For most registered religious groups there were no restrictions on attendance at religious services or on private religious instruction. Four Islamic schools (including a university-level Muslim divinity school), a Muslim cultural center, a multi-denominational Protestant seminary, university theological faculties, and religious primary schools operated freely. Bibles and other religious materials in the Bulgarian language were imported or printed freely, and Muslim, Catholic, and Jewish publications were published regularly.

Optional religious education courses are offered in state-run schools. Following the successful introduction of a program to provide optional Islamic education classes in primary schools in 2002 using a textbook proposed by the Chief Mufti and approved by the Ministry of Education, the Ministry agreed to assist with funding for such courses in 2004. The Chief Mufti's office reports that in 2002 it funded more than 1,000 students participation in the pilot program. The Ministry announced that approximately 18,000 primary and secondary school students attend religion classes. Evangelical groups have expressed concern that other textbooks designed to be used in public schools for religious education are biased in favor of the Orthodox perspective.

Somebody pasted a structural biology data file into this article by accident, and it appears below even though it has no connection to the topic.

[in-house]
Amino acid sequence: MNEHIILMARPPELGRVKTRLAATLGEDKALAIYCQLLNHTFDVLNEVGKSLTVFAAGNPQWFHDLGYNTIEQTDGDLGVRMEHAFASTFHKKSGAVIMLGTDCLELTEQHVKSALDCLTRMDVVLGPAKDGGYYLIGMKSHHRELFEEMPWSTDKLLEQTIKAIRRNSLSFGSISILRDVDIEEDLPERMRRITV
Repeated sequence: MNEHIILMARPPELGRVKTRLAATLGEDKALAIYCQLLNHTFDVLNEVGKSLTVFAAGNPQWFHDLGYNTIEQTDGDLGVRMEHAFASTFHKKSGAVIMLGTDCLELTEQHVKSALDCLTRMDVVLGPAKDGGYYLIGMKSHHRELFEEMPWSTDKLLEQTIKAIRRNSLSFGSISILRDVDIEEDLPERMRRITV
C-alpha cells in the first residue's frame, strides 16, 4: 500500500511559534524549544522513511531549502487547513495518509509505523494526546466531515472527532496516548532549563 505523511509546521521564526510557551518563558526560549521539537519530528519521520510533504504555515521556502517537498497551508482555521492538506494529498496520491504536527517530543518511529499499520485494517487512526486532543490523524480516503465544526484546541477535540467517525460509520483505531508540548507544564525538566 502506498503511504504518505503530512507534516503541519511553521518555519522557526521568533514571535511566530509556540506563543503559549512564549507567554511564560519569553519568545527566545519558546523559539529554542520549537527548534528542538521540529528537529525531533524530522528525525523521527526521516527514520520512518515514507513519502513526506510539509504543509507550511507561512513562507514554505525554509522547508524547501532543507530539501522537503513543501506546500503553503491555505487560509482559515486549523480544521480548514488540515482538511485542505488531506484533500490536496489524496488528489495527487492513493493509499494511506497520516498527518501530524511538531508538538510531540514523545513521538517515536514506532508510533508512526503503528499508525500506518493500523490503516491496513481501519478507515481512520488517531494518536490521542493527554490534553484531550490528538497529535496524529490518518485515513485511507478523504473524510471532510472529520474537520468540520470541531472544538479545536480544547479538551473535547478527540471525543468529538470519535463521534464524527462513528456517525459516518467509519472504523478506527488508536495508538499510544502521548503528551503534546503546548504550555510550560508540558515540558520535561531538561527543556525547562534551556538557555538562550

The Government generally has encouraged greater religious tolerance since 1998 by seeking to promote greater understanding among different faiths.

Restrictions on Religious Freedom

The Government restricted religious freedom through a registration process that is selective, slow, and nontransparent. The Government prohibits the public practice of religion by groups that are not registered.

The split within the Bulgarian Orthodox Church between those who support Patriarch Maksim and those who view him as illegitimate because he was selected in 1971 under Communist rule to head that church led to tension between the groups and violence in July 2002. The schism, which began in 1992, continued despite attempts by the Saxe-Coburg-Gotha Government to heal the rift. While many Bulgarians viewed the Government as generally favoring the group headed by Maksim, the Government had stayed formally neutral regarding the leadership status of either Maksim's "Holy Synod" or the so-called "alternative synod." However, the new law recognizes Patriarch Maksim as the sole representative of the Bulgarian Orthodox Church. It furthermore prohibits any group or person who has broken off from a registered religious group from using the same name or claiming any properties belonging to that group. Effectively, this prohibits members of the alternative synod from formally registering as the Bulgarian Orthodox Church or from claiming any of the Church property currently under its control.

On July 22, 2002, Stefan Kamberov, a 66-year-old priest associated with the alternative synod, was murdered near the St. Panteleimon Monastery near Dobrinshte. The two synods were in open conflict regarding the control of the monastery. Two suspects with connections to Maxim's synod (including one priest) have been arrested in connection with the murder, but the case has not yet been brought to trial.